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Gewählte Publikation:

Trnka, M; Brazdil, R; Olesen, JE; Eitzinger, J; Zahradnicek, P; Kocmankova, E; Dobrovolny, P; Stepanek, P; Mozny, M; Bartosova, L; Hlavinka, P; Semeradova, D; Valasek, H; Havlicek, M; Horakova, V; Fischer, M; Zalud, Z.
(2012): Could the changes in regional crop yields be a pointer of climatic change?
AGR FOREST METEOROL. 2012; 166: 62-71. FullText FullText_BOKU

Abstract:
This study focuses on the changes in the yield stability of winter wheat and spring barley over the past 140 years and changes in the weather-yield relationships. The study area is located in the Czech Republic in eastern Central Europe between 48 degrees 37xxx-49 degrees 30xxxN and 15 degrees 29xxx-17 degrees 55xxxE and includes 4900 km(2) of arable land within eight districts for which yield data were collected for the years 1869-1913 and 1961-2007. The cropping systems in the region are dominated by rain-fed production of winter wheat, spring barley and winter rape. The yields for winter wheat and spring barley have increased by a factor of 2-3 since the late 19th century, whereas the temperature and precipitation patterns showed trends toward warmer and drier conditions. There was a considerable increase in the inter-annual variability of the absolute yields in the districts. When the variability was evaluated in relative terms (i.e., compared with the yield level), it showed no change or insignificant increases in the warmest and driest regions. The study also found that the sensitivity to inter-seasonal temperature increase was much more pronounced during 1961-2007 than at the end of the 19th century and that an increase of the mean temperature by 1 degrees C led to yield decreases of up to 11% for winter wheat and up to 10% for spring barley. In contrast, the same temperature increase during the 1869-1913 period would have caused yield decreases of up to 8% and 5%, respectively. In the 1961-2007 period, the negative relationship between the temperature and yields of barley (wheat) was highly significant in seven (eight) of eight districts compared with only four (five) with a much weaker correlation in 1869-1913. During the early period, drier conditions had very small negative or even slightly positive effects on yields, whereas at the end of the 20th century, the May and June drought became a factor that explained a considerable proportion of the yield variability. This was the case especially for spring barley, which is more vulnerable to droughts than is winter wheat. The negative effects of increasing temperature and drought on grain yield were most pronounced in the districts that are currently the warmest and driest. The increasing vulnerability of wheat and barley production to increasing temperatures and droughts over time should be addressed by plant breeders, as there are relatively few adaptation options available to farmers except switching to other crops, which cannot fully substitute for wheat and barley. (c) 2012 Elsevier B.V. All rights reserved.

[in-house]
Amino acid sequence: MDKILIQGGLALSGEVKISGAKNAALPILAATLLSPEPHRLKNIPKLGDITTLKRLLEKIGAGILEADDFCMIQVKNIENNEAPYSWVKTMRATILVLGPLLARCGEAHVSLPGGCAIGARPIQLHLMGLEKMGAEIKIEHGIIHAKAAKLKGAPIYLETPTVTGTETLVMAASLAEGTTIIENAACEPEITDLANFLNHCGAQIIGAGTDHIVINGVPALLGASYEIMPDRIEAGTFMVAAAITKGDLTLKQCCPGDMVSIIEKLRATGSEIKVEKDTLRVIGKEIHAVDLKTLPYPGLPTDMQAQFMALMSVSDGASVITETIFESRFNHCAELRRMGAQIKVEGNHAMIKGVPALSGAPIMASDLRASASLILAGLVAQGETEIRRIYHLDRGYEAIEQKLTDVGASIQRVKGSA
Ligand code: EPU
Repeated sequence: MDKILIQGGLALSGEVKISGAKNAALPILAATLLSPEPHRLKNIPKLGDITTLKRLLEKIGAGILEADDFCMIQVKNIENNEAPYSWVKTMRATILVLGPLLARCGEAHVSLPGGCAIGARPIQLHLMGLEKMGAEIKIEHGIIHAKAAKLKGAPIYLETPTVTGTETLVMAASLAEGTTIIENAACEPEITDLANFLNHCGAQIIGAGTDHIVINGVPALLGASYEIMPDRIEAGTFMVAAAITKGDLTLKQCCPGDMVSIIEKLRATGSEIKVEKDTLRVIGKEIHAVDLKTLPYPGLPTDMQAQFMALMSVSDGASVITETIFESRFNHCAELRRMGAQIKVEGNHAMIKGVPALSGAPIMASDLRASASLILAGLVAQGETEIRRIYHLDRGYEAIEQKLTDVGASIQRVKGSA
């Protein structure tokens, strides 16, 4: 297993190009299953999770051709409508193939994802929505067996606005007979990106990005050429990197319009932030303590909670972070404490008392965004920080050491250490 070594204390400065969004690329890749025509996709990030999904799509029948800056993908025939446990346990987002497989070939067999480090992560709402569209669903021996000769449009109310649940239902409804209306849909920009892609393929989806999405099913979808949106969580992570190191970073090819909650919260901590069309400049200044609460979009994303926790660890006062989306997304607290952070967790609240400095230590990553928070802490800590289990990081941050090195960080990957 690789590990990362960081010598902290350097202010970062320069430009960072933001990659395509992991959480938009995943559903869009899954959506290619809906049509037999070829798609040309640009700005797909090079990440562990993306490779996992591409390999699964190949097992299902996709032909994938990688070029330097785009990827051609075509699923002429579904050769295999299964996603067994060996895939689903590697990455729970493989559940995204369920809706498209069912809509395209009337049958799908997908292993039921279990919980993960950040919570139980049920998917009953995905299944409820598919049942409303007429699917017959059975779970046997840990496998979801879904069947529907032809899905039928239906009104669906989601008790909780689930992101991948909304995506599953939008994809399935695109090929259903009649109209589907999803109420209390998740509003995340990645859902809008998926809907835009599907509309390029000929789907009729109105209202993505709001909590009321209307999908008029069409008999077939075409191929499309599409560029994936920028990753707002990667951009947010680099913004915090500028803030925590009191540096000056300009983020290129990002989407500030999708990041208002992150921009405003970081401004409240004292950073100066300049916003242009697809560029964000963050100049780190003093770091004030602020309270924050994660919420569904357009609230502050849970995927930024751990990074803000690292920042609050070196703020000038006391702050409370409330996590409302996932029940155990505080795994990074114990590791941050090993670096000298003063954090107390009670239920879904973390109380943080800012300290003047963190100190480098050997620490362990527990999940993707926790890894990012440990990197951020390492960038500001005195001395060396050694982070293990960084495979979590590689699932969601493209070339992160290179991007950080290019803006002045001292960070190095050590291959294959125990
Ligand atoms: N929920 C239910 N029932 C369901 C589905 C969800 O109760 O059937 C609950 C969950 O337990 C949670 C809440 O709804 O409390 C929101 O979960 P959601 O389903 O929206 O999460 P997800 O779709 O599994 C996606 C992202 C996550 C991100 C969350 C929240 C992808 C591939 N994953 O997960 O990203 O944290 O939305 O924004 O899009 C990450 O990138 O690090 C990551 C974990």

Autor*innen der BOKU Wien:
Eitzinger Josef
BOKU Gendermonitor:


Find related publications in this database (Keywords)
Wheat
Barley
Yield variability
Drought index
Temperature
Precipitation
Southern Moravia


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